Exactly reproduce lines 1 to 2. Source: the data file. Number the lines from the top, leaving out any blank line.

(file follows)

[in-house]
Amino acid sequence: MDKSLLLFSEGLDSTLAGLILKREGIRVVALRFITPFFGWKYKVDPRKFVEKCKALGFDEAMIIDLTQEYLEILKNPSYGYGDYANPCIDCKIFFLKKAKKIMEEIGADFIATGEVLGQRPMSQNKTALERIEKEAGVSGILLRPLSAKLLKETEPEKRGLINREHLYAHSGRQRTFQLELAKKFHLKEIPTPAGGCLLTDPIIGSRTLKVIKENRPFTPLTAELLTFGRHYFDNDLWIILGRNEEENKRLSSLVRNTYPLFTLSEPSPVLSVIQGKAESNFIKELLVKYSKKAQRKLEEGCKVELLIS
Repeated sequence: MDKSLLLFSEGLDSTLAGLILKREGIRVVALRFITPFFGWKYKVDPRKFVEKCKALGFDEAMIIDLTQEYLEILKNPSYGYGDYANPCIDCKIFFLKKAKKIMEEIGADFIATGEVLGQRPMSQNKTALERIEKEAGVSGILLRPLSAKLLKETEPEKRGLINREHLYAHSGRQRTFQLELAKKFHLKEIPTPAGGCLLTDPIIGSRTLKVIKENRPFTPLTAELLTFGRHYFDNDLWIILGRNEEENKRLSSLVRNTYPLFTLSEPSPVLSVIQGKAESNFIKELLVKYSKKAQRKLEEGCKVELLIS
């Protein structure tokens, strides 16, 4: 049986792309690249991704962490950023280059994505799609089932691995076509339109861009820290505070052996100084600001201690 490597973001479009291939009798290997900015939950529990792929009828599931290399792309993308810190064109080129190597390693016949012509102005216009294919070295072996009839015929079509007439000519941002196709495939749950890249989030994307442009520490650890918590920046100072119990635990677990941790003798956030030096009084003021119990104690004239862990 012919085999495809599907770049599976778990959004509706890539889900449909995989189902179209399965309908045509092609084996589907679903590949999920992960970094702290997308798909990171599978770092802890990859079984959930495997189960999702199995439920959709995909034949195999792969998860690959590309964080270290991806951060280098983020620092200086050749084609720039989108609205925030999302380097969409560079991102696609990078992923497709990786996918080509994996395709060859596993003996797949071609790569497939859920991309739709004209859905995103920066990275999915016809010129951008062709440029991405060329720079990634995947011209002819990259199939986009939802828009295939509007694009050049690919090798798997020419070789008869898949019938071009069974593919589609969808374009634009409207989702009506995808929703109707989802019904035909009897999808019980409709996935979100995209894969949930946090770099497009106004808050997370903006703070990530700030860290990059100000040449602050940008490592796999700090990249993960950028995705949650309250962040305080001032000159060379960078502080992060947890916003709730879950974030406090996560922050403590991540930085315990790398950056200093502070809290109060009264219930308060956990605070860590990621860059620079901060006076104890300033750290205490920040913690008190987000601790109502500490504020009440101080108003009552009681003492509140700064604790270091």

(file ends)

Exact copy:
[in-house]
Amino acid sequence: MDKSLLLFSEGLDSTLAGLILKREGIRVVALRFITPFFGWKYKVDPRKFVEKCKALGFDEAMIIDLTQEYLEILKNPSYGYGDYANPCIDCKIFFLKKAKKIMEEIGADFIATGEVLGQRPMSQNKTALERIEKEAGVSGILLRPLSAKLLKETEPEKRGLINREHLYAHSGRQRTFQLELAKKFHLKEIPTPAGGCLLTDPIIGSRTLKVIKENRPFTPLTAELLTFGRHYFDNDLWIILGRNEEENKRLSSLVRNTYPLFTLSEPSPVLSVIQGKAESNFIKELLVKYSKKAQRKLEEGCKVELLIS